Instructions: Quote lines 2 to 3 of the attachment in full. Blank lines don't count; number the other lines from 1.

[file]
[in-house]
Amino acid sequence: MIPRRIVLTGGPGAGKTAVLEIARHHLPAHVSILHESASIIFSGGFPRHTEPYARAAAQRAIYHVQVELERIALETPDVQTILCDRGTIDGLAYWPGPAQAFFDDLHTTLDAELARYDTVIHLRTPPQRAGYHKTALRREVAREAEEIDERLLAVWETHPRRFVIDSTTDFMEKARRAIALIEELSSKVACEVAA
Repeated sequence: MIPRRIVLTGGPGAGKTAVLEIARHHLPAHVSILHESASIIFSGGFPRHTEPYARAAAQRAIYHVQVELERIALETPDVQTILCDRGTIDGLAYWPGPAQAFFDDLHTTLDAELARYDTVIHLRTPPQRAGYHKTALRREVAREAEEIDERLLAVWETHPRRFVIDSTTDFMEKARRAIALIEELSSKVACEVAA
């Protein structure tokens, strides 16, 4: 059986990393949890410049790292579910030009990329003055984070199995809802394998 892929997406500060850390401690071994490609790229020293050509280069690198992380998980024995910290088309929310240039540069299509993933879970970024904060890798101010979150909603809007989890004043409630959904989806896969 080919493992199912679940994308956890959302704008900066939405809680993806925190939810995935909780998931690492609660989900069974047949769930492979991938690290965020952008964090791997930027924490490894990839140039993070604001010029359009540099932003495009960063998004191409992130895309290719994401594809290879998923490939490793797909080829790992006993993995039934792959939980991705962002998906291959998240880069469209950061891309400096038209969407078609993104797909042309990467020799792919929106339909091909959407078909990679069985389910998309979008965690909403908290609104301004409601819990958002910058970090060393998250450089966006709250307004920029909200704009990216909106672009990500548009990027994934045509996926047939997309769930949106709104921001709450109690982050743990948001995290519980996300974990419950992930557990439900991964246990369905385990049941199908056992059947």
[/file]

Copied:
Amino acid sequence: MIPRRIVLTGGPGAGKTAVLEIARHHLPAHVSILHESASIIFSGGFPRHTEPYARAAAQRAIYHVQVELERIALETPDVQTILCDRGTIDGLAYWPGPAQAFFDDLHTTLDAELARYDTVIHLRTPPQRAGYHKTALRREVAREAEEIDERLLAVWETHPRRFVIDSTTDFMEKARRAIALIEELSSKVACEVAA
Repeated sequence: MIPRRIVLTGGPGAGKTAVLEIARHHLPAHVSILHESASIIFSGGFPRHTEPYARAAAQRAIYHVQVELERIALETPDVQTILCDRGTIDGLAYWPGPAQAFFDDLHTTLDAELARYDTVIHLRTPPQRAGYHKTALRREVAREAEEIDERLLAVWETHPRRFVIDSTTDFMEKARRAIALIEELSSKVACEVAA